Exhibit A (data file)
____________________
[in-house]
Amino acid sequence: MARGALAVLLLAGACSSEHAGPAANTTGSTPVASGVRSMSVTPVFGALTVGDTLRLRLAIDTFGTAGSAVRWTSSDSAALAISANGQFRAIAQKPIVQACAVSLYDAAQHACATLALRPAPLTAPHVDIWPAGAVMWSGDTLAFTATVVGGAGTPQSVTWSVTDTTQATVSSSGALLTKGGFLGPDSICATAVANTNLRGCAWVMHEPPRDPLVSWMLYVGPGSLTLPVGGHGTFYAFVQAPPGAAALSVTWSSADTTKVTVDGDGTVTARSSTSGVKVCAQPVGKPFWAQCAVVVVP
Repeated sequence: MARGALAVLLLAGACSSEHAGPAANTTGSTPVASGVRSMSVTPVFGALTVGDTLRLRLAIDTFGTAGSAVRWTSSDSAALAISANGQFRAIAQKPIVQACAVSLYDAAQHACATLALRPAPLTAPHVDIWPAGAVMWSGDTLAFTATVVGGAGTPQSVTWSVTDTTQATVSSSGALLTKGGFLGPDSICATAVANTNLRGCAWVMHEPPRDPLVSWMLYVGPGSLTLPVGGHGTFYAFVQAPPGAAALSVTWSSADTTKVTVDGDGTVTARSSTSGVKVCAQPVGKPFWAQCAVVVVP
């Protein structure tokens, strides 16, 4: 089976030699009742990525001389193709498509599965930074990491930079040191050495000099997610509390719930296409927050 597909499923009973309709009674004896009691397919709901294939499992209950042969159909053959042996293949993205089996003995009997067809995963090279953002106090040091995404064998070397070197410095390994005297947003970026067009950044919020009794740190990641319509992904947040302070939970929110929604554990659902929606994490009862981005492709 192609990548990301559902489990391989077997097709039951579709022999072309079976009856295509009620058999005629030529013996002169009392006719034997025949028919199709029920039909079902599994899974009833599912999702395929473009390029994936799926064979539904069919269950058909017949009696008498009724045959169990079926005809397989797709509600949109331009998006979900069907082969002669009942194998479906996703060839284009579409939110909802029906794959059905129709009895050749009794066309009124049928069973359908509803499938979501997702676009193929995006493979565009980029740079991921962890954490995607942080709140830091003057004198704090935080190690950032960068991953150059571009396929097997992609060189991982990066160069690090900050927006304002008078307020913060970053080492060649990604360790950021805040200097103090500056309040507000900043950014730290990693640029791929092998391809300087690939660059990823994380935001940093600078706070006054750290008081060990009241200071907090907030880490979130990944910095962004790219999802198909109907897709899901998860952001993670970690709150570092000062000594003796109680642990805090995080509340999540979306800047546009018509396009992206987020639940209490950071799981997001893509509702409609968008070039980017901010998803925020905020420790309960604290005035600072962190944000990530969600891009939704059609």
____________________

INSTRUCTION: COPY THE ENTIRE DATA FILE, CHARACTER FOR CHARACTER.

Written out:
[in-house]
Amino acid sequence: MARGALAVLLLAGACSSEHAGPAANTTGSTPVASGVRSMSVTPVFGALTVGDTLRLRLAIDTFGTAGSAVRWTSSDSAALAISANGQFRAIAQKPIVQACAVSLYDAAQHACATLALRPAPLTAPHVDIWPAGAVMWSGDTLAFTATVVGGAGTPQSVTWSVTDTTQATVSSSGALLTKGGFLGPDSICATAVANTNLRGCAWVMHEPPRDPLVSWMLYVGPGSLTLPVGGHGTFYAFVQAPPGAAALSVTWSSADTTKVTVDGDGTVTARSSTSGVKVCAQPVGKPFWAQCAVVVVP
Repeated sequence: MARGALAVLLLAGACSSEHAGPAANTTGSTPVASGVRSMSVTPVFGALTVGDTLRLRLAIDTFGTAGSAVRWTSSDSAALAISANGQFRAIAQKPIVQACAVSLYDAAQHACATLALRPAPLTAPHVDIWPAGAVMWSGDTLAFTATVVGGAGTPQSVTWSVTDTTQATVSSSGALLTKGGFLGPDSICATAVANTNLRGCAWVMHEPPRDPLVSWMLYVGPGSLTLPVGGHGTFYAFVQAPPGAAALSVTWSSADTTKVTVDGDGTVTARSSTSGVKVCAQPVGKPFWAQCAVVVVP
């Protein structure tokens, strides 16, 4: 089976030699009742990525001389193709498509599965930074990491930079040191050495000099997610509390719930296409927050 597909499923009973309709009674004896009691397919709901294939499992209950042969159909053959042996293949993205089996003995009997067809995963090279953002106090040091995404064998070397070197410095390994005297947003970026067009950044919020009794740190990641319509992904947040302070939970929110929604554990659902929606994490009862981005492709 192609990548990301559902489990391989077997097709039951579709022999072309079976009856295509009620058999005629030529013996002169009392006719034997025949028919199709029920039909079902599994899974009833599912999702395929473009390029994936799926064979539904069919269950058909017949009696008498009724045959169990079926005809397989797709509600949109331009998006979900069907082969002669009942194998479906996703060839284009579409939110909802029906794959059905129709009895050749009794066309009124049928069973359908509803499938979501997702676009193929995006493979565009980029740079991921962890954490995607942080709140830091003057004198704090935080190690950032960068991953150059571009396929097997992609060189991982990066160069690090900050927006304002008078307020913060970053080492060649990604360790950021805040200097103090500056309040507000900043950014730290990693640029791929092998391809300087690939660059990823994380935001940093600078706070006054750290008081060990009241200071907090907030880490979130990944910095962004790219999802198909109907897709899901998860952001993670970690709150570092000062000594003796109680642990805090995080509340999540979306800047546009018509396009992206987020639940209490950071799981997001893509509702409609968008070039980017901010998803925020905020420790309960604290005035600072962190944000990530969600891009939704059609």